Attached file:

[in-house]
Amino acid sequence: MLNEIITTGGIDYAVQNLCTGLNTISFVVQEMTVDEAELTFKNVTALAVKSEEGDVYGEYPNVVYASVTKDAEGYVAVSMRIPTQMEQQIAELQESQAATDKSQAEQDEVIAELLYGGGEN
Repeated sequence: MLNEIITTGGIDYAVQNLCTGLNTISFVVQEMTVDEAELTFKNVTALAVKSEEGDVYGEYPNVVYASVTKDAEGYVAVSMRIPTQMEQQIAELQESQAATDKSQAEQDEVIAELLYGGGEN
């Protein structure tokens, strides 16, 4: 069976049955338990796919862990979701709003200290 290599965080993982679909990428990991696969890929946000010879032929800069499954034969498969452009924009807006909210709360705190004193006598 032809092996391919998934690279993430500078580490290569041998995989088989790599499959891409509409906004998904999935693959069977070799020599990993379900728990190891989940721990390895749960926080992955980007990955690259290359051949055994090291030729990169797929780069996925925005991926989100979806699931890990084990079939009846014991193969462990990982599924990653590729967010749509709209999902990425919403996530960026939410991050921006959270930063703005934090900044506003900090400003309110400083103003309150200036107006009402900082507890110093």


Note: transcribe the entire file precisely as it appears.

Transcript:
[in-house]
Amino acid sequence: MLNEIITTGGIDYAVQNLCTGLNTISFVVQEMTVDEAELTFKNVTALAVKSEEGDVYGEYPNVVYASVTKDAEGYVAVSMRIPTQMEQQIAELQESQAATDKSQAEQDEVIAELLYGGGEN
Repeated sequence: MLNEIITTGGIDYAVQNLCTGLNTISFVVQEMTVDEAELTFKNVTALAVKSEEGDVYGEYPNVVYASVTKDAEGYVAVSMRIPTQMEQQIAELQESQAATDKSQAEQDEVIAELLYGGGEN
């Protein structure tokens, strides 16, 4: 069976049955338990796919862990979701709003200290 290599965080993982679909990428990991696969890929946000010879032929800069499954034969498969452009924009807006909210709360705190004193006598 032809092996391919998934690279993430500078580490290569041998995989088989790599499959891409509409906004998904999935693959069977070799020599990993379900728990190891989940721990390895749960926080992955980007990955690259290359051949055994090291030729990169797929780069996925925005991926989100979806699931890990084990079939009846014991193969462990990982599924990653590729967010749509709209999902990425919403996530960026939410991050921006959270930063703005934090900044506003900090400003309110400083103003309150200036107006009402900082507890110093």